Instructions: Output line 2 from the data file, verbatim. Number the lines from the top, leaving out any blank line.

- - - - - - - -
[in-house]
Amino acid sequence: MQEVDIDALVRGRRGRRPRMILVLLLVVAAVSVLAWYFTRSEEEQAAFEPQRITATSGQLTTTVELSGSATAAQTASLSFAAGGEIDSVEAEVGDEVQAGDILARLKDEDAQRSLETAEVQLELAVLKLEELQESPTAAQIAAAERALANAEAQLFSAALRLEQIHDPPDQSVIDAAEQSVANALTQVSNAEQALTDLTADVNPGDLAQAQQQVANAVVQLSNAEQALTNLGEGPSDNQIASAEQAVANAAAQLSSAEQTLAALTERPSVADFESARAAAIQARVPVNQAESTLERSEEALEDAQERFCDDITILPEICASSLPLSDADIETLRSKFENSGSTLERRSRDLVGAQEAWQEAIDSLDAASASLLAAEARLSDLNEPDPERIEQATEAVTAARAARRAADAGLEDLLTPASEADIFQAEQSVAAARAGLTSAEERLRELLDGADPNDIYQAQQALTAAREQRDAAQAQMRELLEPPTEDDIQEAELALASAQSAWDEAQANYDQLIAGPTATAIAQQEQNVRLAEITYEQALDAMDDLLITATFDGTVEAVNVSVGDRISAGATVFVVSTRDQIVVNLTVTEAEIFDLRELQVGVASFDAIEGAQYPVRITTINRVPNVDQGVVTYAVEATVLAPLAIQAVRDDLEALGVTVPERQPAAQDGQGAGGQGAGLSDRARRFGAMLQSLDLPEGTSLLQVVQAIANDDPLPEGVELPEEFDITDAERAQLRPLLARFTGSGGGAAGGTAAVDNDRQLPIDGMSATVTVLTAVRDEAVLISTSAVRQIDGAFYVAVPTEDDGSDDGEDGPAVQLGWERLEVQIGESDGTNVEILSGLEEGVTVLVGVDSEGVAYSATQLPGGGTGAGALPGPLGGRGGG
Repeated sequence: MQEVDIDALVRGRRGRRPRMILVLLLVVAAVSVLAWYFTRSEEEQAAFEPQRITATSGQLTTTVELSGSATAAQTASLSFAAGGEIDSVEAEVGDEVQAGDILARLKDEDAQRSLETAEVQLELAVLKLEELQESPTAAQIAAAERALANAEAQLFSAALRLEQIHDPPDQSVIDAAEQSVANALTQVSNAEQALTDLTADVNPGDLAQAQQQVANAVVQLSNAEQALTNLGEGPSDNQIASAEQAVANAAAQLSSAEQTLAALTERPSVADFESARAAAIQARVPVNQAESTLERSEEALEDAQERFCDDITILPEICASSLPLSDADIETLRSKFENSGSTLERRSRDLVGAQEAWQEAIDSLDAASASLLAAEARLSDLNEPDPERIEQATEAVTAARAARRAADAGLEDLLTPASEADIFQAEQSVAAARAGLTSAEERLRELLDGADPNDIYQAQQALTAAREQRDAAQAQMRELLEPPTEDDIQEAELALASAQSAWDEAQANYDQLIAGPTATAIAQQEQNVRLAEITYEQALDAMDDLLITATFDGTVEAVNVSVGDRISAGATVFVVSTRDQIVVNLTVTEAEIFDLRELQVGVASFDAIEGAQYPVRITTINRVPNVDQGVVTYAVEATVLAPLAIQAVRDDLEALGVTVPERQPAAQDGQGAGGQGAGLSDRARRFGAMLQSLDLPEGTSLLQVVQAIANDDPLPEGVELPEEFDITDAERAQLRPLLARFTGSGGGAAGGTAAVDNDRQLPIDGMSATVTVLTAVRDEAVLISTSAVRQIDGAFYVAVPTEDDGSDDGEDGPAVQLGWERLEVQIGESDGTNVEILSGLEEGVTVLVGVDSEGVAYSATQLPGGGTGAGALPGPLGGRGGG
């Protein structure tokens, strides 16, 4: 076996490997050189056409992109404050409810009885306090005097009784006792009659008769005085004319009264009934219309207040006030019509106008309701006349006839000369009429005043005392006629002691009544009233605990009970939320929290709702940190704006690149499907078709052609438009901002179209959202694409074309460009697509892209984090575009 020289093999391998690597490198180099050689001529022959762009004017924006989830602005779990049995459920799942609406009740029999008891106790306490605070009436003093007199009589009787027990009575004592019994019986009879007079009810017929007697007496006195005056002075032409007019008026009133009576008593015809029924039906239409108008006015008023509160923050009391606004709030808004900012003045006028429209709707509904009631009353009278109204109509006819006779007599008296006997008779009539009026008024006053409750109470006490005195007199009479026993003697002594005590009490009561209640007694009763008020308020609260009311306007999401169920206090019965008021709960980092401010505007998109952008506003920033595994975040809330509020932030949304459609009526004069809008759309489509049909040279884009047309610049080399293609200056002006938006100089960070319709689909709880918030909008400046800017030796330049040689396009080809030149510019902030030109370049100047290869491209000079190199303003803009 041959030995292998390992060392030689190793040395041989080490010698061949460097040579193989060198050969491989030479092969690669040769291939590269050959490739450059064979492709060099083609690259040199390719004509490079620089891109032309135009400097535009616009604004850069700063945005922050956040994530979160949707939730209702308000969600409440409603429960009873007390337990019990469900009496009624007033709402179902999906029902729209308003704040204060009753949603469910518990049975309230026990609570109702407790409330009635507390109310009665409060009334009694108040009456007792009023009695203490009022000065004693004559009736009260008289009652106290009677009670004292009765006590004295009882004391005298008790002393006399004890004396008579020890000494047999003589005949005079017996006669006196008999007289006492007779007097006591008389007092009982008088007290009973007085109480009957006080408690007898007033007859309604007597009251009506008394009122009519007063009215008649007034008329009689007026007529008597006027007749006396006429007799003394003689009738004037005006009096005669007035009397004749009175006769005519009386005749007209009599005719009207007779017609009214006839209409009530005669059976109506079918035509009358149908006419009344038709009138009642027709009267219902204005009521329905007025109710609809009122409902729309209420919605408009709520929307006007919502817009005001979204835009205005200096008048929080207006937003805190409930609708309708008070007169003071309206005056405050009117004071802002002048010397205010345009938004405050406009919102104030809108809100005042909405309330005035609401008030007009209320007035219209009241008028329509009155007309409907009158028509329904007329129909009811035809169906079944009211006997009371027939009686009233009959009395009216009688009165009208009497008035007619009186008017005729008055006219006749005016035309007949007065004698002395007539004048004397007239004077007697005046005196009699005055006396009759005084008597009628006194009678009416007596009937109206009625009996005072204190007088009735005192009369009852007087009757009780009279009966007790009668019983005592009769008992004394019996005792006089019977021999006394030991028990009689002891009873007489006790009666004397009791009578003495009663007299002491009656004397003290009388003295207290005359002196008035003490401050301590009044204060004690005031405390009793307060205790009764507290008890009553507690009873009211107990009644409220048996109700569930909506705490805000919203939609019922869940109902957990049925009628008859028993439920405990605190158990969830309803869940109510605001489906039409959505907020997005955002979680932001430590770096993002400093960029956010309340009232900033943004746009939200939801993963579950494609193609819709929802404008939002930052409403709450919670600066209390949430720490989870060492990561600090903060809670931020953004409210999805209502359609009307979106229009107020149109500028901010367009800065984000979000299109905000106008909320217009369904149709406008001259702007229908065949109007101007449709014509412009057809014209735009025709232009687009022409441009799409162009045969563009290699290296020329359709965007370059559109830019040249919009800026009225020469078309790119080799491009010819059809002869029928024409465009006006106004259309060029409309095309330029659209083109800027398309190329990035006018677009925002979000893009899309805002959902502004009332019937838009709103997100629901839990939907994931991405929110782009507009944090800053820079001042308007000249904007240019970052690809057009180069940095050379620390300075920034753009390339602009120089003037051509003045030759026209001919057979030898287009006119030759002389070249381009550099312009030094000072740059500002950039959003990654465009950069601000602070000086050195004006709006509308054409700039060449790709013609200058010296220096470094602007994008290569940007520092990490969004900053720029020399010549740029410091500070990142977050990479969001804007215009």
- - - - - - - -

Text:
Amino acid sequence: MQEVDIDALVRGRRGRRPRMILVLLLVVAAVSVLAWYFTRSEEEQAAFEPQRITATSGQLTTTVELSGSATAAQTASLSFAAGGEIDSVEAEVGDEVQAGDILARLKDEDAQRSLETAEVQLELAVLKLEELQESPTAAQIAAAERALANAEAQLFSAALRLEQIHDPPDQSVIDAAEQSVANALTQVSNAEQALTDLTADVNPGDLAQAQQQVANAVVQLSNAEQALTNLGEGPSDNQIASAEQAVANAAAQLSSAEQTLAALTERPSVADFESARAAAIQARVPVNQAESTLERSEEALEDAQERFCDDITILPEICASSLPLSDADIETLRSKFENSGSTLERRSRDLVGAQEAWQEAIDSLDAASASLLAAEARLSDLNEPDPERIEQATEAVTAARAARRAADAGLEDLLTPASEADIFQAEQSVAAARAGLTSAEERLRELLDGADPNDIYQAQQALTAAREQRDAAQAQMRELLEPPTEDDIQEAELALASAQSAWDEAQANYDQLIAGPTATAIAQQEQNVRLAEITYEQALDAMDDLLITATFDGTVEAVNVSVGDRISAGATVFVVSTRDQIVVNLTVTEAEIFDLRELQVGVASFDAIEGAQYPVRITTINRVPNVDQGVVTYAVEATVLAPLAIQAVRDDLEALGVTVPERQPAAQDGQGAGGQGAGLSDRARRFGAMLQSLDLPEGTSLLQVVQAIANDDPLPEGVELPEEFDITDAERAQLRPLLARFTGSGGGAAGGTAAVDNDRQLPIDGMSATVTVLTAVRDEAVLISTSAVRQIDGAFYVAVPTEDDGSDDGEDGPAVQLGWERLEVQIGESDGTNVEILSGLEEGVTVLVGVDSEGVAYSATQLPGGGTGAGALPGPLGGRGGG